Caesar’s year as a praetor had been turbulent. He had infuriated Cato by introducing a proposal in the Senate to recall Pompeius Magnus from his Black Sea war. Ostensibly this was to restore order to the city, but Caesar implied that his powerful ally Magnus would put a stop to the punishment of Roman citizens without trial, and the Senate’s abuse of emergency powers. Cato scuttled the proposal, and afterwards barely escaped an angry crowd in the Forum. In revenge, he managed to have Caesar suspended from his praetorship, but the Senate reversed itself in the public outcry that followed. Caesar’s great popularity was earning him implacable enemies.

The other attendees of the Opiconsivia were already waiting in the vestibule of the Royale. These were Marcus Marcius Aletudo, the Flamen of Quirinus, and his wife Rupilia, the Flaminica. The Flamines and their wives served the most ancient gods of Roma. They were a venerable group who enjoyed many privileges, but public men avoided the flaminate priesthoods because they were bound by dozens of restrictions. For his part, Aletudo had to wear his spiked skullcap with its tight chin-strap at all times when outdoors, and a laurel wreath when indoors. He could not leave Roma or go near a tomb. He could not divorce Rupilia and remain a Flamen, for theirs was a joint priesthood. His diet was strictly regulated to keep him pure for his daily service to Quirinus, which was the divine name of the city-founder Romulus.

Aletudo’s appearance matched his family nickname, which meant “Fatty.” In his snowy toga, topped by an extra layer of fringed wool (yet another requirement for a Flamen), he looked like a heaping mound of whipped cream. Rupilia, by contrast, was thin and wiry in her purple gown. Her long orange Flaminica’s veil resembled that of a bride, and indeed, Caesar had recently presided over the couple’s wedding. The celebration of Plenty was one of their first ritual duties.

Caesar arrived to greet his guests just as Aletudo was removing his skullcap and handing it to his slave. Lucia thought she saw a glimmer of amusement in Caesar’s eye, but he treated the Flamen and Flaminica respectfully, gravely ushering them through a corridor into the shrine of Ops, which was open to the sky, though completely enclosed on all sides. On the stone floor stood an altar and some potted flowers. The group toured the tiny arcade surrounding the roofless area of the shrine. There, shelves overflowed with sacks of barley and emmer wheat, bundles of grain stalks, pots of honey, dishes of olives, and bowls of fresh fruit. Aletudo beamed at the profusion of good foods, but stopped short when he spied a bag of fava beans.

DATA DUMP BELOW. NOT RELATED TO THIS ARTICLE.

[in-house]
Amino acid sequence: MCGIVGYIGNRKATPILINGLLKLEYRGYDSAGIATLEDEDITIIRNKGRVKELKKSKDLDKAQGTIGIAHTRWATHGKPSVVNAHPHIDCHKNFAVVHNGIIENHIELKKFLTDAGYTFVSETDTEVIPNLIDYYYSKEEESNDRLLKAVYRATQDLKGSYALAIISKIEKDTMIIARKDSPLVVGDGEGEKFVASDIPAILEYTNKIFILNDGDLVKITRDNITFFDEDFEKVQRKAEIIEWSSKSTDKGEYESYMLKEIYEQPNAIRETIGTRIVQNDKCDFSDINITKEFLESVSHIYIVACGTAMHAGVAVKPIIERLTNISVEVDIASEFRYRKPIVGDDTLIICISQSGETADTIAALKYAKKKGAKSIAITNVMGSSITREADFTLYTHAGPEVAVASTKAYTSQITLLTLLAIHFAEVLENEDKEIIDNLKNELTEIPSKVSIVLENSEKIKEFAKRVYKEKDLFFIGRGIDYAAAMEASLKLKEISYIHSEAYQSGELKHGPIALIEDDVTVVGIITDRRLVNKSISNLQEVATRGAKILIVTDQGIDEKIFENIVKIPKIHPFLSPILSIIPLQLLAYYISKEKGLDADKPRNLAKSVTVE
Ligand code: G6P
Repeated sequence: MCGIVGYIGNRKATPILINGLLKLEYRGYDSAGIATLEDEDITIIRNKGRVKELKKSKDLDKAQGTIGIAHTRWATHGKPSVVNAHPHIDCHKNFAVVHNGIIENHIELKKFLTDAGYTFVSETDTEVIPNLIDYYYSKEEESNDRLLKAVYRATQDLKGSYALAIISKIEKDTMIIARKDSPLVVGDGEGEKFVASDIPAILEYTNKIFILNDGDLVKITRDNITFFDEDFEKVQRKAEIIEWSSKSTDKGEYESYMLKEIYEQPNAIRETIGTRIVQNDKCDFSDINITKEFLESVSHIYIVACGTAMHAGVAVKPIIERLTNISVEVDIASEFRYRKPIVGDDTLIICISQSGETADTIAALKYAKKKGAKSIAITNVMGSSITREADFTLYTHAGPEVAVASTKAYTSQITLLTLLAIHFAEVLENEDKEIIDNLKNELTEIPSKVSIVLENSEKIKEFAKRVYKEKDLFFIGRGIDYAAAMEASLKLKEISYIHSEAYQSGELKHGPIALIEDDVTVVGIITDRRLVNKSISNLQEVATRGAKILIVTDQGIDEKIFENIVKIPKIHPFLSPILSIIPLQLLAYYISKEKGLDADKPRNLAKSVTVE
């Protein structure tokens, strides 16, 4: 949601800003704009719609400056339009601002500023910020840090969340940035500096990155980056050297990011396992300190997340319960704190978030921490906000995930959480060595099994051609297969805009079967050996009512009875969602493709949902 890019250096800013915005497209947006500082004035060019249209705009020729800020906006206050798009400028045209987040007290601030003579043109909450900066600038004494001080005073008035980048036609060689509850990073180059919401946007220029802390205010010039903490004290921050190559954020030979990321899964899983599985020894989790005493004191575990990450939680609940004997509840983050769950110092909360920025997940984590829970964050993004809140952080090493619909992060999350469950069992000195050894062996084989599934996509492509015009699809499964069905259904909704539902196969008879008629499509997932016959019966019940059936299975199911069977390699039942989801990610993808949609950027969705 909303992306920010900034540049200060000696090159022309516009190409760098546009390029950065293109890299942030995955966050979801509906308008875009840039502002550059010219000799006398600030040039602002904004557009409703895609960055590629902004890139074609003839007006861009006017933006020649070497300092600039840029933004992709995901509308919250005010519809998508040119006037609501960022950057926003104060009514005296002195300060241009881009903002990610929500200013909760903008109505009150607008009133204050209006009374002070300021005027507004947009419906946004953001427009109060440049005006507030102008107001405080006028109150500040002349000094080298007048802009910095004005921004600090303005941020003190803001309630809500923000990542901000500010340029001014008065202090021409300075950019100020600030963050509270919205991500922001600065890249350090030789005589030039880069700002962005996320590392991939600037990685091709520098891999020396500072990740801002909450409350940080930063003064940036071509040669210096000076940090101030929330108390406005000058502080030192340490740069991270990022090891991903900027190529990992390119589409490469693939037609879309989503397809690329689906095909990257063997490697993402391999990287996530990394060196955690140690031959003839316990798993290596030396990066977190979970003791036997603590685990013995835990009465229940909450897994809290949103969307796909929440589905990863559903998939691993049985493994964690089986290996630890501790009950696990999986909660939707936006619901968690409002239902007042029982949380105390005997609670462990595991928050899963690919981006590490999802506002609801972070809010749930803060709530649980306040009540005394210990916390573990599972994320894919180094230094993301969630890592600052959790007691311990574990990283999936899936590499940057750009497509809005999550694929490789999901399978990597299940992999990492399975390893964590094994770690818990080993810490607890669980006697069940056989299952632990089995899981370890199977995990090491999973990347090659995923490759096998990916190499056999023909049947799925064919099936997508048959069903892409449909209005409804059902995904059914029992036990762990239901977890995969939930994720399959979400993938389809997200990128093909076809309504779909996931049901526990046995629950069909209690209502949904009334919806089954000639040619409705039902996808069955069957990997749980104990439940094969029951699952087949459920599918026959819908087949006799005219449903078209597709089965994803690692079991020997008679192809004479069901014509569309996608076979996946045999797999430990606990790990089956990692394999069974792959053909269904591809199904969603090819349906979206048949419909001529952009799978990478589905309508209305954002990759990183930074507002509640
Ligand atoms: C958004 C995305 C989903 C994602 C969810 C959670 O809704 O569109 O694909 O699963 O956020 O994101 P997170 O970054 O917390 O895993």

“Oh dear,” he said, “I am to avoid beans, isn’t that true, Rupilia? Perhaps we should have them removed? I’m quite sure that beans are on the list of foods which are nefas before Quirinus. Perhaps we should go, lest we be rendered impure… but it is our duty to celebrate the festival of Plenty!” He drew a square of linen from his fringed cloak and mopped his forehead, while Rupilia wordlessly wrung her hands. Both looked to Caesar for guidance, and he smilingly turned to Lucia.

“Vestal Lucia, you are very learned for one so young. May I have your opinion on this dilemma? It appears that the Flamen and Flaminica cannot honor Plenty without offending Quirinus.”

“Far from it, Greatest Pontifex,” she replied. “The Way of the Elders calls for the celebration of Plenty to include all produce of the Earth, and also that the servants of the god Quirinus be present. So it has ever been.” She turned to Aletudo and Rupilia. “Perhaps the god’s requirement extends only to actual consumption of the beans? But to be completely safe, you could exchange places with me so that you need not sully your gaze with that bag again.”

Aletudo brightened, and Rupilia nodded, looking thoughtful. The necessary adjustments were made, and the prayers proceeded. The rites of Plenty were bloodless, involving only libations of honey mixed with water, and the burning of a variety of produce. Caesar prudently excluded beans from the selection of samples for the altar, winking at Lucia. Afterward he invited the group to stay for refreshments.

“I have Eurysaces’ famous fluffy honey rolls,” he announced, “and grilled octopus dressed with capers and a wine reduction.”

Aletudo’s face fell. “I mustn’t touch leavened bread,” he said sadly, “nor any creature of the sea.”

After the newlyweds took their leave, Caesar and Lucia retired to the dining area of the Royale, which (like the Vestal House) had a table and chairs instead of couches. Caesar explained that he would have liked to update the furniture, but the rough antiques in the Royale were too hallowed to be replaced.

The slaves were already setting out the food. Lucia inspected a heaping dish of fava bean purée, and turned to Caesar with a raised eyebrow.

He laughed, and spread his hands. “I didn’t want their company, I admit. I was hoping for a private meal with you. I’d like to know how Fabia has been getting on, and I want to discuss my calendar reforms. How do you think the Pontifical College would react to a transitional year with an extra hundred days?”

Copyright 2020 by Linnet Moss